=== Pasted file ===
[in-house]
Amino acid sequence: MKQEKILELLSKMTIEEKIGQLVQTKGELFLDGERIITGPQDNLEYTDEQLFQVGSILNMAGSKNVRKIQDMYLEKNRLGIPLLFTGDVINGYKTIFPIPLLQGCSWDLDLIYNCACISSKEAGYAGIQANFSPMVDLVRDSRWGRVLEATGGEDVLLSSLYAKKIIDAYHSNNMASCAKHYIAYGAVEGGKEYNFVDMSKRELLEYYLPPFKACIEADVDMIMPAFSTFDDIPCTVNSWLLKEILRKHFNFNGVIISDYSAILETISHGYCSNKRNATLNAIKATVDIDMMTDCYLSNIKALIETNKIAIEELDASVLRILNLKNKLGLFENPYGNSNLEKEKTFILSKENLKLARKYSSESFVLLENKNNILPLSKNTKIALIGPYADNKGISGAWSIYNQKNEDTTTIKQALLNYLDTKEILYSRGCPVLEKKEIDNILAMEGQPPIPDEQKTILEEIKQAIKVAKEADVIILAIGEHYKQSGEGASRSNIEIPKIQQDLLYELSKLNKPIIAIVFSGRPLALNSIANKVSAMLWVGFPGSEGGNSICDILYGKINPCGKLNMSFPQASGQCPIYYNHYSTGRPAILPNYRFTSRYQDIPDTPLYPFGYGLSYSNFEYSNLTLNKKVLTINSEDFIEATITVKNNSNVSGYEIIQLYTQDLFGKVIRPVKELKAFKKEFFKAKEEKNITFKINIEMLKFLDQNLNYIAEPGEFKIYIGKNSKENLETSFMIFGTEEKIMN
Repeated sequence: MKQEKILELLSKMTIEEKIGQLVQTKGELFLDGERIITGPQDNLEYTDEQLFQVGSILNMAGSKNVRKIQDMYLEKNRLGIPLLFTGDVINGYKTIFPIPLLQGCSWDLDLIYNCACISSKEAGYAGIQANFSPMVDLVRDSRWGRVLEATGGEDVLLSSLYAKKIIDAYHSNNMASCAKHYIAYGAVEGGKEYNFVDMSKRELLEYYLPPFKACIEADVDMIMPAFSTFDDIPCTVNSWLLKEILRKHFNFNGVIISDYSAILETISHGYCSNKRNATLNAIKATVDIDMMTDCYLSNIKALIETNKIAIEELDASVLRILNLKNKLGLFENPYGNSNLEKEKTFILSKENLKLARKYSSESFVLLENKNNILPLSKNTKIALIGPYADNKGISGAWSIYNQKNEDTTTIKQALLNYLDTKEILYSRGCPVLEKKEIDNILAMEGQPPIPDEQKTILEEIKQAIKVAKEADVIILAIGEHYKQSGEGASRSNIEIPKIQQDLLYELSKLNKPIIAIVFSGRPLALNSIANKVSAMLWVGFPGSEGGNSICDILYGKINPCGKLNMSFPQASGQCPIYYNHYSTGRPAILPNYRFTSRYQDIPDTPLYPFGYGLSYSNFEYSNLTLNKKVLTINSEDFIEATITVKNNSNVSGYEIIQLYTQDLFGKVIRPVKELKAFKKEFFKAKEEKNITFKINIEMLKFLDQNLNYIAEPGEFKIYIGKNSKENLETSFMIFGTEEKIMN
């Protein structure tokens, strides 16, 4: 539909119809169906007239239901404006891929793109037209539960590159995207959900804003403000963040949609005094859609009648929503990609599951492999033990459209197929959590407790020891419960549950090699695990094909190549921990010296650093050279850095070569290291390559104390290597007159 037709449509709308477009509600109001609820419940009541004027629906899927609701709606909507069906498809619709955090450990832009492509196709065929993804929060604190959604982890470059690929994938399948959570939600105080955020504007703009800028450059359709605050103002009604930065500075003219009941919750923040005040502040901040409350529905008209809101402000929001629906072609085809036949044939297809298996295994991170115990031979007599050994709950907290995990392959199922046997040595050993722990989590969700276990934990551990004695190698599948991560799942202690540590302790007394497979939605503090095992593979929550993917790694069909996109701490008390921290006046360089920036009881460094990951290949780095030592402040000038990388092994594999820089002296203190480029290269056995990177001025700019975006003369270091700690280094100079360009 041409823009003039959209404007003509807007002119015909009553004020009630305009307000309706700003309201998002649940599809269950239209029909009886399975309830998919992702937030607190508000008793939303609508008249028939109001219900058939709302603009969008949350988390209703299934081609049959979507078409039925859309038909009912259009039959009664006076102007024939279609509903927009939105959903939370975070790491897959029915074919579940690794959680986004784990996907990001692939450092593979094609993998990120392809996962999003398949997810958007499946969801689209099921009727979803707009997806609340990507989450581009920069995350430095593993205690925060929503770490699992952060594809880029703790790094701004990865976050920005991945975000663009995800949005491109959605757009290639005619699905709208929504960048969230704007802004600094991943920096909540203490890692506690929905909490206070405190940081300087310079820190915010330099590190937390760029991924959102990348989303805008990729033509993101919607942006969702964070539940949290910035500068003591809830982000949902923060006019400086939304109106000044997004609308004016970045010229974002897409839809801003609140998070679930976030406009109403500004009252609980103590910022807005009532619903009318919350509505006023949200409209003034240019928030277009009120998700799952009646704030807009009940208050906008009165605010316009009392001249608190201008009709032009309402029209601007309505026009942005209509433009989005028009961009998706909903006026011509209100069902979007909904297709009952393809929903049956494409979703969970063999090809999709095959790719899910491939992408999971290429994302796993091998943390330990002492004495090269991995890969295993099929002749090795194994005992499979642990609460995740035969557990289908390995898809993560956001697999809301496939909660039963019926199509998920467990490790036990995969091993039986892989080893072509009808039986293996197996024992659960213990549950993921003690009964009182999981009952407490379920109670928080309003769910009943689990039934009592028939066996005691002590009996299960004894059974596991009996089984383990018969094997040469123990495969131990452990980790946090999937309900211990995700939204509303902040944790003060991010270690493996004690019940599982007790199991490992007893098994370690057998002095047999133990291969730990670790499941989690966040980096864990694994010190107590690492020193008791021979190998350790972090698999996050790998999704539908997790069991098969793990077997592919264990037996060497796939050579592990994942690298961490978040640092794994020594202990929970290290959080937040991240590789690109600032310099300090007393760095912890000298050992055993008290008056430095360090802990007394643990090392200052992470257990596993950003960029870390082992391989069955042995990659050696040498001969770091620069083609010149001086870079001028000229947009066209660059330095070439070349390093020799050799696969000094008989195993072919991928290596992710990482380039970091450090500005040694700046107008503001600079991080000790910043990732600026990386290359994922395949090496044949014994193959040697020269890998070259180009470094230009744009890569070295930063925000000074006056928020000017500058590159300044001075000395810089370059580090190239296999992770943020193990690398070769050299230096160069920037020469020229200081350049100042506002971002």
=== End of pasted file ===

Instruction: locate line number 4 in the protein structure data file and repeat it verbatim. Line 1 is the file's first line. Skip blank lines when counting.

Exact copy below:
């Protein structure tokens, strides 16, 4: 539909119809169906007239239901404006891929793109037209539960590159995207959900804003403000963040949609005094859609009648929503990609599951492999033990459209197929959590407790020891419960549950090699695990094909190549921990010296650093050279850095070569290291390559104390290597007159 037709449509709308477009509600109001609820419940009541004027629906899927609701709606909507069906498809619709955090450990832009492509196709065929993804929060604190959604982890470059690929994938399948959570939600105080955020504007703009800028450059359709605050103002009604930065500075003219009941919750923040005040502040901040409350529905008209809101402000929001629906072609085809036949044939297809298996295994991170115990031979007599050994709950907290995990392959199922046997040595050993722990989590969700276990934990551990004695190698599948991560799942202690540590302790007394497979939605503090095992593979929550993917790694069909996109701490008390921290006046360089920036009881460094990951290949780095030592402040000038990388092994594999820089002296203190480029290269056995990177001025700019975006003369270091700690280094100079360009 041409823009003039959209404007003509807007002119015909009553004020009630305009307000309706700003309201998002649940599809269950239209029909009886399975309830998919992702937030607190508000008793939303609508008249028939109001219900058939709302603009969008949350988390209703299934081609049959979507078409039925859309038909009912259009039959009664006076102007024939279609509903927009939105959903939370975070790491897959029915074919579940690794959680986004784990996907990001692939450092593979094609993998990120392809996962999003398949997810958007499946969801689209099921009727979803707009997806609340990507989450581009920069995350430095593993205690925060929503770490699992952060594809880029703790790094701004990865976050920005991945975000663009995800949005491109959605757009290639005619699905709208929504960048969230704007802004600094991943920096909540203490890692506690929905909490206070405190940081300087310079820190915010330099590190937390760029991924959102990348989303805008990729033509993101919607942006969702964070539940949290910035500068003591809830982000949902923060006019400086939304109106000044997004609308004016970045010229974002897409839809801003609140998070679930976030406009109403500004009252609980103590910022807005009532619903009318919350509505006023949200409209003034240019928030277009009120998700799952009646704030807009009940208050906008009165605010316009009392001249608190201008009709032009309402029209601007309505026009942005209509433009989005028009961009998706909903006026011509209100069902979007909904297709009952393809929903049956494409979703969970063999090809999709095959790719899910491939992408999971290429994302796993091998943390330990002492004495090269991995890969295993099929002749090795194994005992499979642990609460995740035969557990289908390995898809993560956001697999809301496939909660039963019926199509998920467990490790036990995969091993039986892989080893072509009808039986293996197996024992659960213990549950993921003690009964009182999981009952407490379920109670928080309003769910009943689990039934009592028939066996005691002590009996299960004894059974596991009996089984383990018969094997040469123990495969131990452990980790946090999937309900211990995700939204509303902040944790003060991010270690493996004690019940599982007790199991490992007893098994370690057998002095047999133990291969730990670790499941989690966040980096864990694994010190107590690492020193008791021979190998350790972090698999996050790998999704539908997790069991098969793990077997592919264990037996060497796939050579592990994942690298961490978040640092794994020594202990929970290290959080937040991240590789690109600032310099300090007393760095912890000298050992055993008290008056430095360090802990007394643990090392200052992470257990596993950003960029870390082992391989069955042995990659050696040498001969770091620069083609010149001086870079001028000229947009066209660059330095070439070349390093020799050799696969000094008989195993072919991928290596992710990482380039970091450090500005040694700046107008503001600079991080000790910043990732600026990386290359994922395949090496044949014994193959040697020269890998070259180009470094230009744009890569070295930063925000000074006056928020000017500058590159300044001075000395810089370059580090190239296999992770943020193990690398070769050299230096160069920037020469020229200081350049100042506002971002």